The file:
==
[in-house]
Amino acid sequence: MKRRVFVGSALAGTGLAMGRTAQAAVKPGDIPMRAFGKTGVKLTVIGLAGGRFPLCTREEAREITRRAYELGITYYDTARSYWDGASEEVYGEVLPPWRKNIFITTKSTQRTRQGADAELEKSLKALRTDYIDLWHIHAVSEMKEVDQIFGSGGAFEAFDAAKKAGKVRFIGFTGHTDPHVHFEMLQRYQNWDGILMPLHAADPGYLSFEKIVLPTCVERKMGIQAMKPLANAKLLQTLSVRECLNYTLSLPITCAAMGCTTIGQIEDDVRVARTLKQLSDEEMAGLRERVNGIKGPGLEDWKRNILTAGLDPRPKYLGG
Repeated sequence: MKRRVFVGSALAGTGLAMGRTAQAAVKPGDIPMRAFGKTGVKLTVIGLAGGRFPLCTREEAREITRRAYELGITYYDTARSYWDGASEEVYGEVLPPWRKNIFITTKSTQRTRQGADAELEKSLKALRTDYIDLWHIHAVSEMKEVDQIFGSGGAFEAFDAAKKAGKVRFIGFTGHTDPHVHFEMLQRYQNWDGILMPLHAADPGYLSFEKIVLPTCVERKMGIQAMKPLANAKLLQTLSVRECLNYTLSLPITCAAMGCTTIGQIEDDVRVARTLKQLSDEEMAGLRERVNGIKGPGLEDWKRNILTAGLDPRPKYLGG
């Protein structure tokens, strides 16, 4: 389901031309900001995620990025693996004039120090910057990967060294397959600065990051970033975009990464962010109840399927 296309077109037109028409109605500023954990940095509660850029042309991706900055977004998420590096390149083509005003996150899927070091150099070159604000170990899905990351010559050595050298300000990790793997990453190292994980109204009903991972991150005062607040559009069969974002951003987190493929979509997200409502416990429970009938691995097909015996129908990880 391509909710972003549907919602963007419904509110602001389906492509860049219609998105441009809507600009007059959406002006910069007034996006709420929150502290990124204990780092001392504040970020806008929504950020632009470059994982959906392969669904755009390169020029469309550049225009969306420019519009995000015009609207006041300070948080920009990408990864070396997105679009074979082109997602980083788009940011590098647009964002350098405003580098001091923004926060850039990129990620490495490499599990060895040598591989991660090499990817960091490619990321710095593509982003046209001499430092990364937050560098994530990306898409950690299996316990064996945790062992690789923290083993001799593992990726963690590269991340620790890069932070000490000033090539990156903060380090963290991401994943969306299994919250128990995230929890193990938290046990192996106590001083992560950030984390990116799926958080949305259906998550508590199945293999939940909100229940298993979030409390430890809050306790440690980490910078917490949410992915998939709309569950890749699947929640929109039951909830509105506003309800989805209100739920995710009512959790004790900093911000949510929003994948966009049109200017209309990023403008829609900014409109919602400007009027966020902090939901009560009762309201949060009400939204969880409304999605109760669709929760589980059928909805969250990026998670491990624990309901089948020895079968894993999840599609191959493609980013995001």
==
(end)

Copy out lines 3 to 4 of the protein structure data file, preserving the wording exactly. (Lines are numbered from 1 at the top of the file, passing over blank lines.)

Repeated sequence: MKRRVFVGSALAGTGLAMGRTAQAAVKPGDIPMRAFGKTGVKLTVIGLAGGRFPLCTREEAREITRRAYELGITYYDTARSYWDGASEEVYGEVLPPWRKNIFITTKSTQRTRQGADAELEKSLKALRTDYIDLWHIHAVSEMKEVDQIFGSGGAFEAFDAAKKAGKVRFIGFTGHTDPHVHFEMLQRYQNWDGILMPLHAADPGYLSFEKIVLPTCVERKMGIQAMKPLANAKLLQTLSVRECLNYTLSLPITCAAMGCTTIGQIEDDVRVARTLKQLSDEEMAGLRERVNGIKGPGLEDWKRNILTAGLDPRPKYLGG
């Protein structure tokens, strides 16, 4: 389901031309900001995620990025693996004039120090910057990967060294397959600065990051970033975009990464962010109840399927 296309077109037109028409109605500023954990940095509660850029042309991706900055977004998420590096390149083509005003996150899927070091150099070159604000170990899905990351010559050595050298300000990790793997990453190292994980109204009903991972991150005062607040559009069969974002951003987190493929979509997200409502416990429970009938691995097909015996129908990880 391509909710972003549907919602963007419904509110602001389906492509860049219609998105441009809507600009007059959406002006910069007034996006709420929150502290990124204990780092001392504040970020806008929504950020632009470059994982959906392969669904755009390169020029469309550049225009969306420019519009995000015009609207006041300070948080920009990408990864070396997105679009074979082109997602980083788009940011590098647009964002350098405003580098001091923004926060850039990129990620490495490499599990060895040598591989991660090499990817960091490619990321710095593509982003046209001499430092990364937050560098994530990306898409950690299996316990064996945790062992690789923290083993001799593992990726963690590269991340620790890069932070000490000033090539990156903060380090963290991401994943969306299994919250128990995230929890193990938290046990192996106590001083992560950030984390990116799926958080949305259906998550508590199945293999939940909100229940298993979030409390430890809050306790440690980490910078917490949410992915998939709309569950890749699947929640929109039951909830509105506003309800989805209100739920995710009512959790004790900093911000949510929003994948966009049109200017209309990023403008829609900014409109919602400007009027966020902090939901009560009762309201949060009400939204969880409304999605109760669709929760589980059928909805969250990026998670491990624990309901089948020895079968894993999840599609191959493609980013995001």